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She's 45 minutes away from the place I'm living!

IMG_0046

(I'm almost dropping a tear every time the curtain rises and Atlantis appears to us)

 

Kitty Hawk is also standing there...

IMG_0172

 

 

As well as some samples:

IMG_0175

 

 

----------

 

Also, one of my relatives used to work for the CNES, and he got a small collection of debris and pieces he collected during many years at the CSG (some of them are from VA-501).  

Edited by XB-70A
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Every time you watch the television news or a weather report you are interacting with space.{satellites}  On a personal level, I once briefly met and shook hands with Buzz Aldrin.

 

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10 hours ago, benzman said:

{satellites}

It'd be other things that interact with them, not us by itself. It's indirect.

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Does seeing the ISS 14 or so times count?

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On 1/21/2019 at 8:53 PM, Delay said:

Does seeing the ISS 14 or so times count?

No. That still is in space. :lol:

 

On topic, I have a big, drop-shaped indokinite. It's been in space a long time ago, for a short while. It kind of looks like a turd. A space turd.

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On 1/22/2019 at 2:53 AM, Delay said:

Does seeing the ISS 14 or so times count?

Yes, you're receiving the photons that has been reflected off ISS or noticed a lack of photons (occultation) that is caused by the ISS.

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I am made of stardust.

Otherwise, no.

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Been to "Houston" a couple times and the Smithsonian a few more times than that. Never seen any thing/person "in the wild" though. Just museums.

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On 1/20/2019 at 9:59 PM, XB-70A said:

She's 45 minutes away from the place I'm living!

IMG_0046

(I'm almost dropping a tear every time the curtain rises and Atlantis appears to us)

 

Kitty Hawk is also standing there...

IMG_0172

Yep. Ample time was dedicated to lovingly documenting every space-worn inch and every exposed mechanism of those bad girls...

Add to this the two primary Moscow museums, and a corporate pep talk from Sergei Ryazanskyi, and I’ve got plenty to brag about.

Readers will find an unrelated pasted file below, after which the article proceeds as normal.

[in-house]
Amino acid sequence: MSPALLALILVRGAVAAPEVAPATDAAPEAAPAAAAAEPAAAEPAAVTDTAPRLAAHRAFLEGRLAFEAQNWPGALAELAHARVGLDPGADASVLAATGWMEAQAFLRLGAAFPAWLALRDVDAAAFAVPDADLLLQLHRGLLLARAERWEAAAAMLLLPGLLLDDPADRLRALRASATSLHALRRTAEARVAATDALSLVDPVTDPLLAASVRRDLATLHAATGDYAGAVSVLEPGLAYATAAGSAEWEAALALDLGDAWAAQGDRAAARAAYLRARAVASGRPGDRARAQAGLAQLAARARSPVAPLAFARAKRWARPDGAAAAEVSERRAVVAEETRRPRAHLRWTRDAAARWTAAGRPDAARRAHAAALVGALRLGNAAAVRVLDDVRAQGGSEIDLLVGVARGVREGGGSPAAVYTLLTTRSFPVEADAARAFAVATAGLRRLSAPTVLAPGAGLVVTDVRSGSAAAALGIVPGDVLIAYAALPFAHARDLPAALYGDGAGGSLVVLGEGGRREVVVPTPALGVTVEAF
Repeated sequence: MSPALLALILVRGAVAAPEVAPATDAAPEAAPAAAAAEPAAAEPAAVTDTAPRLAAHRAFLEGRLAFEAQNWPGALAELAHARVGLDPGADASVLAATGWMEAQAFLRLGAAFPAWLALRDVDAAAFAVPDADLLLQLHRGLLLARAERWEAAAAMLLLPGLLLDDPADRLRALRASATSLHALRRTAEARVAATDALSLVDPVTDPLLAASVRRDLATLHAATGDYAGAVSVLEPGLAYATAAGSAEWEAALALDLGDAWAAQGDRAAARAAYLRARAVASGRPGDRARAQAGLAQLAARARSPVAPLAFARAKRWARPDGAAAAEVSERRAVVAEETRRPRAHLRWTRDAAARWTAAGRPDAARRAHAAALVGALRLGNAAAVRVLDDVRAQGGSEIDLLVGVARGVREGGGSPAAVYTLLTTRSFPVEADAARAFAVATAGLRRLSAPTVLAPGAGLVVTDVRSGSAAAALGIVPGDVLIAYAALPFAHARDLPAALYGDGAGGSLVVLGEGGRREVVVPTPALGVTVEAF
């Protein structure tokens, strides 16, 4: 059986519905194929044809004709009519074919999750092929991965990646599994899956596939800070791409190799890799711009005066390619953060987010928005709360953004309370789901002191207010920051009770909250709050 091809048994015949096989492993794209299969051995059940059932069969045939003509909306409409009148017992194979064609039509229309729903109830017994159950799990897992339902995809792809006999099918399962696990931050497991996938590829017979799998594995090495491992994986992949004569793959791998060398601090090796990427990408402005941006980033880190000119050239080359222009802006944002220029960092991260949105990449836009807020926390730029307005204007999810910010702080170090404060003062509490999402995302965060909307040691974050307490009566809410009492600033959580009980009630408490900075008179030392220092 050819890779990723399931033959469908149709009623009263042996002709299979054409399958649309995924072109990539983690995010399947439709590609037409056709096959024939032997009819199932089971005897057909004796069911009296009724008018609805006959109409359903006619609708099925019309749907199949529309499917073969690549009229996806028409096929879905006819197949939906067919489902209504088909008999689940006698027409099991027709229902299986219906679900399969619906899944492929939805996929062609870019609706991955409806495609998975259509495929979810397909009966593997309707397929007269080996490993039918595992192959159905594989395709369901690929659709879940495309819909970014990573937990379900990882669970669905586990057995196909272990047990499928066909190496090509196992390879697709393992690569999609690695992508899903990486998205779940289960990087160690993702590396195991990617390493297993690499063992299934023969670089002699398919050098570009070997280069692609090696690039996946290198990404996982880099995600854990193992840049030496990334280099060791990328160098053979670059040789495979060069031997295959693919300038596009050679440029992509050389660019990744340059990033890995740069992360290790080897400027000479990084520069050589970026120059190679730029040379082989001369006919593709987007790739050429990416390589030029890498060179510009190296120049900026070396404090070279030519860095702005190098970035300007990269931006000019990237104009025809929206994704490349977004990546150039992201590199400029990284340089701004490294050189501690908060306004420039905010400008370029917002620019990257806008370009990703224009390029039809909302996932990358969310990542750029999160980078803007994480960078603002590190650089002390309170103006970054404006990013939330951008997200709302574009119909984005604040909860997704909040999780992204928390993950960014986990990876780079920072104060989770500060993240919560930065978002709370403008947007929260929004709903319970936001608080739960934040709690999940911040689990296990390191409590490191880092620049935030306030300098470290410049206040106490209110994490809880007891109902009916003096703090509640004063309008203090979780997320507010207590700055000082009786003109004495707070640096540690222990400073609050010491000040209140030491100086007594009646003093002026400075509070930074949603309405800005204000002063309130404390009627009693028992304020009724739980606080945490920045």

Still trailing behind my father in the number of Leonov and Dzhanibekov meetings 

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I've seen everything on the list except for real science experiments. I've seen an astronaut (at a book signing) but I haven't talked to one, and I'm not sure whether they had flown in space or not. I also have touched two moon rocks, and a martian meteorite.

Oh, and I have one of those medallions made with a few shavings of metal flown in space.

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I've met and interacted with (in some cases for hours, total) a bunch of astronauts... 3 Apollo, and at least 6 Shuttle.

Other stuff was things from museums, etc (samples, capsules, meteorites, etc).

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Saw a Soyuz capsule and the man who flew in it.

On 1/25/2019 at 4:51 PM, DDE said:

Add to this the two primary Moscow museums, and a corporate pep talk from Sergei Ryazanskyi, and I’ve got plenty to brag about.

I saw him twice, once in person (he was hosting a teleconference with ISS held at my university), and next time, via another teleconference one year later, when he was on a mission on ISS. Never got to ask a question, though.

QmCqjZ6.jpg

Edited by sh1pman
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At the National Space Centre in Leicester, England, they had some stuff from Tim Peake's mission. They also have unflown Thor Able and Blue Streak rockets. Its a really cool place! The Beagle 2 failing Mars mission was controlled there, and the University of Leicester, which helps run it, made an instrument for the Parker Solar Probe!

It also has the oldest Soyuz on display in the West, is a 7K-OK. The descent and service modules were made to go to space but obviously didn't. More information about the Soyuz.

Edited by Barzon Kerman

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I've seen and/or touched what there is to see or touch at the California Science Center in "The City of Angels."

MxscXzJ.jpg

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1 hour ago, StrandedonEarth said:

MxscXzJ.jpg

 

Wow! I didn't know the original ASTP CSM-111 module was kept and displayed (the NASM is displaying a mock-up of the two craft IIRC).

(This shirt tho)

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12 minutes ago, XB-70A said:

(This shirt tho)

My T-shirts were carefully selected on that trip :cool: